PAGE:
Finally, I shall now, as promised, offer something from the beautiful blog, Under the Oak. The resident blogger there, an Irish Orthodox lady fittingly named Brigit, has discovered an Old Irish poem in praise of St Catherine (here is Brigit’s post, which also features the Irish text; here is her source):

Réalta an chruinne Caitir Fhíona
(Star of the world, Catherine)
Author unknown
Meter: snéadbhairdne

Star of the world, Catherine,
the helper of the Greeks,
Helping the chosen children, saving each,
there at their dying.

Catherine, honored daughter,
branch of virtue,
a face like fresh appleblossom,
green brow.

A green brow on the Greek king's daughter
not captured by a suitor—
in the shade of her cheeks is brightness
and a berry's color.

Berry's color and sun's garland
in crimson cheeks—
many a knee bending from the source
in tufted locks.

In the shape of her curved eyes, Catherine
is not surpassed by Greek women.
Curved eyes do not look at a young man—
bright-toothed dark mouth.

Face like an apple, breast like a swan,
a virgin not violated.
Down is not brighter than her shining white hand—
green eyes, bright cheeks.

The virgin with her cheeks will not be found
without my suit;
stretch your cloak over my madness,
son of Mary.

Brigid of Ireland and Scotland,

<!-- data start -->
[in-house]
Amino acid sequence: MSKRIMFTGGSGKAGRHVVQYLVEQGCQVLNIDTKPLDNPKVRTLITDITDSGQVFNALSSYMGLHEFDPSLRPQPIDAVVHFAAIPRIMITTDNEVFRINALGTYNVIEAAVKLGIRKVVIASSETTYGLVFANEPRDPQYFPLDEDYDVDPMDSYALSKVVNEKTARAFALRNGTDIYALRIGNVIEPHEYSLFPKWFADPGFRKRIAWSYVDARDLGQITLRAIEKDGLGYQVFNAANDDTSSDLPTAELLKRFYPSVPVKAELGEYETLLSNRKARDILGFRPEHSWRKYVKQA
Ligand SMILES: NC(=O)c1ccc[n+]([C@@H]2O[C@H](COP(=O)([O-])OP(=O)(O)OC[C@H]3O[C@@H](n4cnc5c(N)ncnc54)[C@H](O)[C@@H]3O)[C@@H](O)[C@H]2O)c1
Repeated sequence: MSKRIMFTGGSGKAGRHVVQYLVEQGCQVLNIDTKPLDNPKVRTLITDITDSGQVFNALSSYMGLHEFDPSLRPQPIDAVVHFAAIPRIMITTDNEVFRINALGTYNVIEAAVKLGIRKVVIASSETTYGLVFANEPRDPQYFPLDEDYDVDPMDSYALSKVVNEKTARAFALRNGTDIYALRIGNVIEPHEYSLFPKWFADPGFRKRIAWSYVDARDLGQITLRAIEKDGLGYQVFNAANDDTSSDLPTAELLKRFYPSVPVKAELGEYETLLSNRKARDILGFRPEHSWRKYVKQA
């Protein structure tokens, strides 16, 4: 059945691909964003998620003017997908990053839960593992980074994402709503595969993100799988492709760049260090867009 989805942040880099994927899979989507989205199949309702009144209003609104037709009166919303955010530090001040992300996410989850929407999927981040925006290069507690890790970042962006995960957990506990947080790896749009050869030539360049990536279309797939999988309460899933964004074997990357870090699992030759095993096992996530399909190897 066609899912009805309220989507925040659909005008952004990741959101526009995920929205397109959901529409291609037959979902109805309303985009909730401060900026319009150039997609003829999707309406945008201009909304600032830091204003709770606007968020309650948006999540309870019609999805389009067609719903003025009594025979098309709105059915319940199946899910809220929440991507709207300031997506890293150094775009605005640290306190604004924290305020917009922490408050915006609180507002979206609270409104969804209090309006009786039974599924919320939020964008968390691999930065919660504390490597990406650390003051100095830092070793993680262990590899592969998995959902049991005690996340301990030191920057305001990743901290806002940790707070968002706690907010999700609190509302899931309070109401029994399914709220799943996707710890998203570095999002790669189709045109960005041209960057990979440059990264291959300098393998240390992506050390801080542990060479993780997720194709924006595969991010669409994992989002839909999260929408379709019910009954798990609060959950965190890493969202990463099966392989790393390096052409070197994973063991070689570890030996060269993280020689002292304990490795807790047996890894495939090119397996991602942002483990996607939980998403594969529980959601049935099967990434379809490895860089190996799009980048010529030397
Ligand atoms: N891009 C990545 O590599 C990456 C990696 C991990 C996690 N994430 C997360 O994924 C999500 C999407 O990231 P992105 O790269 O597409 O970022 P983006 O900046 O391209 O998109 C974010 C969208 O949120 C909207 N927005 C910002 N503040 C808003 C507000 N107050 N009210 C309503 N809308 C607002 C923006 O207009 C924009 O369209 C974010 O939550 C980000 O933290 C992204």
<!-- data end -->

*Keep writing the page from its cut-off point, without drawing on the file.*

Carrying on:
the virgin of the islands—
she is the misty-bright flower of the young women,
coral-collared.

Athrachta, helper of Limerick—
speedy enough
is the white-soled young woman of the Boyle,
wax candle.

Gentle white Ciaran, Columcille—
gentle the company—
Patrick, Martin, Mongan, Manann,
Coman, Coireall.

The Trinity, great Mary and Michael—
sunny band—
eleven thousand noble virgins of the Boyle,
flower of pure virgins.

2 comments:

Anonymous said...

Thank you very much for this article... My wife's name is Karen and we were told that her name in greek would be katherine... being greek and student of philosophy... it was heartfelt to find out that she is St. Katherine was the partoness of Philosophers... which became even more enjoyable when I read the first stanza of the poem...

Looking at the other topics of your blog... I look forward to reading your articles and commend you diligence to get the word out... the logoi like it moves you to logos...

all the best.

aaronandbrighid said...

Thank you for your kind words, sir. I am glad to hear that my post on St Catherine was of benefit to you and your wife. There should be plenty to read around here, although as you can see my posting has slowed down tremendously in the last several months!